Recently, the food safety and food health worlds were both rocked when French scientist Gilles-Eric Seralini made a shocking announcement in regards to a proposed link between consumption of genetically modified corn and the development of cancer.
Seralini explained that his studies had turned up evidence that the occurrence of cancer in lab rats increased when the rats were fed corn that had been genetically modified. Cancer also increased in rats that had been allowed to consume water that had been spiked with trace elements of the weed killer Roundup. A paper detailing the findings of Seralini and his colleagues was published in the food safety journal Food and Chemical Toxicology.
French ministers in charge of such areas as health, ecology, and safe agriculture responded to the release of these study results by ordering the National Agency for Health and Safety to investigate the team’s findings further.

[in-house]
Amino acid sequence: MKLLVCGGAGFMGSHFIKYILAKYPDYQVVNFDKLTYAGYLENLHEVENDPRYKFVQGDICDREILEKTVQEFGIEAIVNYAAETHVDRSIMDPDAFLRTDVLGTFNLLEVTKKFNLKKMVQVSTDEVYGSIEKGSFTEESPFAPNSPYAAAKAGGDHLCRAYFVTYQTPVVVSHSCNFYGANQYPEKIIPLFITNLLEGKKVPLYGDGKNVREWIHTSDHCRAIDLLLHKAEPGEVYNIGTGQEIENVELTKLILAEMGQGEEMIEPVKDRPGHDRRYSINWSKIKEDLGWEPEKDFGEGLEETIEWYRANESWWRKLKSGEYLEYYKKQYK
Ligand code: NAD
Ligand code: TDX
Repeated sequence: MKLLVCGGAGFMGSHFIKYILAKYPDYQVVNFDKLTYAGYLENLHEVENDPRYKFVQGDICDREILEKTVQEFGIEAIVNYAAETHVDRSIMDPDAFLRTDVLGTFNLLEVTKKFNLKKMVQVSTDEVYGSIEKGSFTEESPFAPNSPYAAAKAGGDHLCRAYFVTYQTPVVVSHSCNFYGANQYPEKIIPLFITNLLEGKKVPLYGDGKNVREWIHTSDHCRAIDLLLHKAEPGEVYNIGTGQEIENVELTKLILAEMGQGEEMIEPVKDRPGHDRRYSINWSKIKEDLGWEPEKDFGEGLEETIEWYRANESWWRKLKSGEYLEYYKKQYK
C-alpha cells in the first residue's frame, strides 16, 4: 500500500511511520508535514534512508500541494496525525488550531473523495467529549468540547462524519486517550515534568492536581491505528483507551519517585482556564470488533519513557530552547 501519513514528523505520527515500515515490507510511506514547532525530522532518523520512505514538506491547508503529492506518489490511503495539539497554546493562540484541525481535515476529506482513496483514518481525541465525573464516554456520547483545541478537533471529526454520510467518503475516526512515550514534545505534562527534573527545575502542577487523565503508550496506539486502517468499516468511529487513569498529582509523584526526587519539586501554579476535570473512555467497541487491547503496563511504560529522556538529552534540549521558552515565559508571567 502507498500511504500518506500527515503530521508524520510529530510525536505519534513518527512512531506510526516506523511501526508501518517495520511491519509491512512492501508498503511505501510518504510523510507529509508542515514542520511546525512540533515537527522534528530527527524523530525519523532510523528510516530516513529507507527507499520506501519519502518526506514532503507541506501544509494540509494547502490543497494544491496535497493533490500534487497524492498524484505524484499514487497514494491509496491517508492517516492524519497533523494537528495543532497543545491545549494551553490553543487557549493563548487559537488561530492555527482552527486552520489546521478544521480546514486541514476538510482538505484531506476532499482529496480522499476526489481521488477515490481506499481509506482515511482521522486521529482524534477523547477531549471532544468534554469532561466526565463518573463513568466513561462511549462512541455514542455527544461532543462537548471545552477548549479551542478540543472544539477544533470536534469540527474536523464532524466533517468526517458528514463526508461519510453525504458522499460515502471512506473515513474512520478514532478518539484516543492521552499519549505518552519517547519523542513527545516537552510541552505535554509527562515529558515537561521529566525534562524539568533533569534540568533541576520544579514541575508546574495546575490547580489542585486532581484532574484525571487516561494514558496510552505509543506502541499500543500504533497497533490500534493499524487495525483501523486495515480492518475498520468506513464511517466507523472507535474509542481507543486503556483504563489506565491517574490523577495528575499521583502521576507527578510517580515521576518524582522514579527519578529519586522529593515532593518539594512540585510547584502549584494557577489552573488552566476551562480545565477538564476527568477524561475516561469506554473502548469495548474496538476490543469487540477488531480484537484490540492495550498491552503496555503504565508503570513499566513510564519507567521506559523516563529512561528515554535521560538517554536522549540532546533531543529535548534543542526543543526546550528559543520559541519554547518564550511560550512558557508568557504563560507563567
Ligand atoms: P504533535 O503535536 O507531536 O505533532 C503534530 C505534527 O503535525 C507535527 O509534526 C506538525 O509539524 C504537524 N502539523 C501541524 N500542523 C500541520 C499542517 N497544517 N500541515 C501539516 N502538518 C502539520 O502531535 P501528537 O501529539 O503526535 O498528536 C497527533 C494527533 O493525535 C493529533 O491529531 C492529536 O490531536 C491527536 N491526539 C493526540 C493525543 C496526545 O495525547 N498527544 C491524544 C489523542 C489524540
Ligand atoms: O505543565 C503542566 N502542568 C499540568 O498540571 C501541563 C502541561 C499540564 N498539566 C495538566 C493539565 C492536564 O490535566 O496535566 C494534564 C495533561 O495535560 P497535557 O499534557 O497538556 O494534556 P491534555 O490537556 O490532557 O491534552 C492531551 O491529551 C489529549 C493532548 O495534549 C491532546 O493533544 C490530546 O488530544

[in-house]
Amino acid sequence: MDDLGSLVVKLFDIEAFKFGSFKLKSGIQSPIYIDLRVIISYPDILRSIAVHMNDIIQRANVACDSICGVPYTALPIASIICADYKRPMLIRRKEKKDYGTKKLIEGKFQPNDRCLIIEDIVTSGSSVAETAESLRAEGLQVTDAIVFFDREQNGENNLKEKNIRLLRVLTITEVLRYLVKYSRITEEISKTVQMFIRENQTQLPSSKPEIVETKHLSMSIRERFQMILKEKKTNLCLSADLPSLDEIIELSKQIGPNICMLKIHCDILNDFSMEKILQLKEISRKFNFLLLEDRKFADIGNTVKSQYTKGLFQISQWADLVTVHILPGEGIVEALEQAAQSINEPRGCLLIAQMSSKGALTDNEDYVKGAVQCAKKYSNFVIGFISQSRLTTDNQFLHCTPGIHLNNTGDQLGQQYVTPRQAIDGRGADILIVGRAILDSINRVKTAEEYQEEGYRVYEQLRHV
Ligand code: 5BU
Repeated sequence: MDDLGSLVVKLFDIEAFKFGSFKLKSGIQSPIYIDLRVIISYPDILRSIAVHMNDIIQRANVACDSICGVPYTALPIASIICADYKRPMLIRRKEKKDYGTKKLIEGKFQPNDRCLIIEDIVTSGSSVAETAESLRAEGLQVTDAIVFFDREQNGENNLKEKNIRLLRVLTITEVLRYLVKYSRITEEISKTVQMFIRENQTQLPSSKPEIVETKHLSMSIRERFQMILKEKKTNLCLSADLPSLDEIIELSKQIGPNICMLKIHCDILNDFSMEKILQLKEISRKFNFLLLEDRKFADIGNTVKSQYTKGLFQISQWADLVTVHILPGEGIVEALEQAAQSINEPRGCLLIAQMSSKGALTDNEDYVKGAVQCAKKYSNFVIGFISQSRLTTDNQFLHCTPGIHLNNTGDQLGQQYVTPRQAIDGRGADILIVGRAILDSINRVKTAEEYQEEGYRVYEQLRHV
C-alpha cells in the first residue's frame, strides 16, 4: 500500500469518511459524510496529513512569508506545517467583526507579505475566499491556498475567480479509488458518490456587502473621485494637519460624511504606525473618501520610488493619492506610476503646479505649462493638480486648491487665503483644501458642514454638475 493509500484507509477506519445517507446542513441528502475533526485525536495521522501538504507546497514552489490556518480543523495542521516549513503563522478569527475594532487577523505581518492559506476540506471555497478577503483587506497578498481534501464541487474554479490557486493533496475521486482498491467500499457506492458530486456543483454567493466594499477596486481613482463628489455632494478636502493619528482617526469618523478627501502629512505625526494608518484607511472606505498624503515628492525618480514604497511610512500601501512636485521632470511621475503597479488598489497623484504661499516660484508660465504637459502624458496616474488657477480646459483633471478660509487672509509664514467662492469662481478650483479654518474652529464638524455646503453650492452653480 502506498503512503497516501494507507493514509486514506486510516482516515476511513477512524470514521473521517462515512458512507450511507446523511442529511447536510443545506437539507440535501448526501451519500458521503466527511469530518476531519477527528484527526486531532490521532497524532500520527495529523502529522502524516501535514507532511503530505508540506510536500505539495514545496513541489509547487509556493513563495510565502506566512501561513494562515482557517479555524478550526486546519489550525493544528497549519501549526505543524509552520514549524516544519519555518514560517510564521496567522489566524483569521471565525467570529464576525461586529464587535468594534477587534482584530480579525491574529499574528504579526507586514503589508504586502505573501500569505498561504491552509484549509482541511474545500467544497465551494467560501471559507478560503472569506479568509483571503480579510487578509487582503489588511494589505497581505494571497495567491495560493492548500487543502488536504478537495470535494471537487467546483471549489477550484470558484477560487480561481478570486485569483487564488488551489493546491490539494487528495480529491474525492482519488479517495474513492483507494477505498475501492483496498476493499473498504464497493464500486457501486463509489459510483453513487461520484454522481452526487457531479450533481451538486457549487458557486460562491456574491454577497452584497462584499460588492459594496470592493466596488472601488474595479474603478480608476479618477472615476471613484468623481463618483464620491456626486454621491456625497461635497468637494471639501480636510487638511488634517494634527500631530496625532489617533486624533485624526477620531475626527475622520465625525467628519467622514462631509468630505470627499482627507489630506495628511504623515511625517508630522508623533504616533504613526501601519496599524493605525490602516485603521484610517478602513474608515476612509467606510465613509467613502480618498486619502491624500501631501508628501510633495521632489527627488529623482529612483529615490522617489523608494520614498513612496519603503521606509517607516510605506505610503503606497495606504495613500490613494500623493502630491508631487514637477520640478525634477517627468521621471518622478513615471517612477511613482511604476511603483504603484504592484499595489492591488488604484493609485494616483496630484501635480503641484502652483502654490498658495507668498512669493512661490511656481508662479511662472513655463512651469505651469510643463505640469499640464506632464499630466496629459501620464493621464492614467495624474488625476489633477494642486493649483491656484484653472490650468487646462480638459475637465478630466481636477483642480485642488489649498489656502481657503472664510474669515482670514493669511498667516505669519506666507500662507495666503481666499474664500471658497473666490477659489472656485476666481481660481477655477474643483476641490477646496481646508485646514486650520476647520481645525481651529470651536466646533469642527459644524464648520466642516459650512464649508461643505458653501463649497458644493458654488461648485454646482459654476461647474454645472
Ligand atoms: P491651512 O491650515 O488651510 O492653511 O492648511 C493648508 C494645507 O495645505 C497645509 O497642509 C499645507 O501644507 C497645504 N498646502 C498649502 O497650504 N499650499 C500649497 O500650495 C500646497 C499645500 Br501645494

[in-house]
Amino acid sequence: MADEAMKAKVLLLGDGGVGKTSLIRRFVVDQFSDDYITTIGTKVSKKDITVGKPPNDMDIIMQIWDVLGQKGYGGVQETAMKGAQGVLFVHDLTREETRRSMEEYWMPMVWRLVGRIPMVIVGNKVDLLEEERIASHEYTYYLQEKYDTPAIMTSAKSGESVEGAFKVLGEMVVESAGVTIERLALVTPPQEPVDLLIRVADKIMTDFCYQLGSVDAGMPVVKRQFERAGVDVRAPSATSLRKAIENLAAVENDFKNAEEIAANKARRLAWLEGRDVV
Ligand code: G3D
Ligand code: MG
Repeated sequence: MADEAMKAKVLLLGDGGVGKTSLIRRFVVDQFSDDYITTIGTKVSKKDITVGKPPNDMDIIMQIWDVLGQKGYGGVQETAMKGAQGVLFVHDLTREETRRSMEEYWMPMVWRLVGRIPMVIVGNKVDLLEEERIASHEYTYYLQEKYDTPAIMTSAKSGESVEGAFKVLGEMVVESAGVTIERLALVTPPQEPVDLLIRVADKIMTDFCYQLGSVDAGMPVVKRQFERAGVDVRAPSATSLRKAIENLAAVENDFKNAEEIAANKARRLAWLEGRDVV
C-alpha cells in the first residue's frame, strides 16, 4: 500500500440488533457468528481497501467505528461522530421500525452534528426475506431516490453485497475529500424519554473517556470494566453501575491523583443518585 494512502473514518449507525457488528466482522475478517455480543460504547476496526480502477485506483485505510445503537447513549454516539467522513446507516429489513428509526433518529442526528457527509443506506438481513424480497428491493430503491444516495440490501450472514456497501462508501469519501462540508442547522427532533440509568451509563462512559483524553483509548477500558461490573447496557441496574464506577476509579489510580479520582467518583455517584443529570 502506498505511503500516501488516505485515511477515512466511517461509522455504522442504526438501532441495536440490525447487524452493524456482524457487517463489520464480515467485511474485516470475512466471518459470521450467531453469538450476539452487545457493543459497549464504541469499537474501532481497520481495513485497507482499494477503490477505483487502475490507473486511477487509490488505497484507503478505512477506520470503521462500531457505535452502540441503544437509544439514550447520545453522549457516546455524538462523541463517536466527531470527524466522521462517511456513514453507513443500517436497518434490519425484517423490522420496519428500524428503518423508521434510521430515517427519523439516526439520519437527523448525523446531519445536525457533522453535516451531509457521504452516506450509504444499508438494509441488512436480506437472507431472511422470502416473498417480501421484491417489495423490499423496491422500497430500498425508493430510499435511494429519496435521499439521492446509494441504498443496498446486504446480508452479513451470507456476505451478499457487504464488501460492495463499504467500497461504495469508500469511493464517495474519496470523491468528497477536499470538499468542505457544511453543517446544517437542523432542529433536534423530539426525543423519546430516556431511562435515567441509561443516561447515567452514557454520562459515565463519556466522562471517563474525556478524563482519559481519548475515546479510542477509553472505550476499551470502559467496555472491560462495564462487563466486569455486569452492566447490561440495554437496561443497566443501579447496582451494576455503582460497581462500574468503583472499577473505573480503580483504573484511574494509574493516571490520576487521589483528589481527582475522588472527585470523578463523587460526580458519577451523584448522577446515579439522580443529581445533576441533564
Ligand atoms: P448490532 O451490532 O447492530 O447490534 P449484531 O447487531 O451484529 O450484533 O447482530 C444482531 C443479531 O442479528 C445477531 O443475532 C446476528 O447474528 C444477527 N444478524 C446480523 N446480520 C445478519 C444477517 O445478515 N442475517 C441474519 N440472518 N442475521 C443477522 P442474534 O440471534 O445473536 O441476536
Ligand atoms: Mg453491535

Nevertheless, it has recently been suggested that some of the claims made in regards to the potential link between genetically modified corn and cancer development may have been overstated, so health nuts needn’t jump the gun worrying just yet.
Many of the claims made in the study can’t irrefutably be linked to the consumption of the corn, as they haven’t been able to eliminate other factors such as chance from the mix effectively. Also, the data obtained from the actual studies were found by other health experts not to be complete enough to prove a link strong enough to necessitate policy changes.
That said, it’s been speculated that the government will not and cannot move forward with any proposed regulations based on the claims generated in this particular study. It is certainly not scientifically possible to draw any clear-cut conclusions about the safety of either Roundup or genetically modified maize stain NK603 GM based on these test results.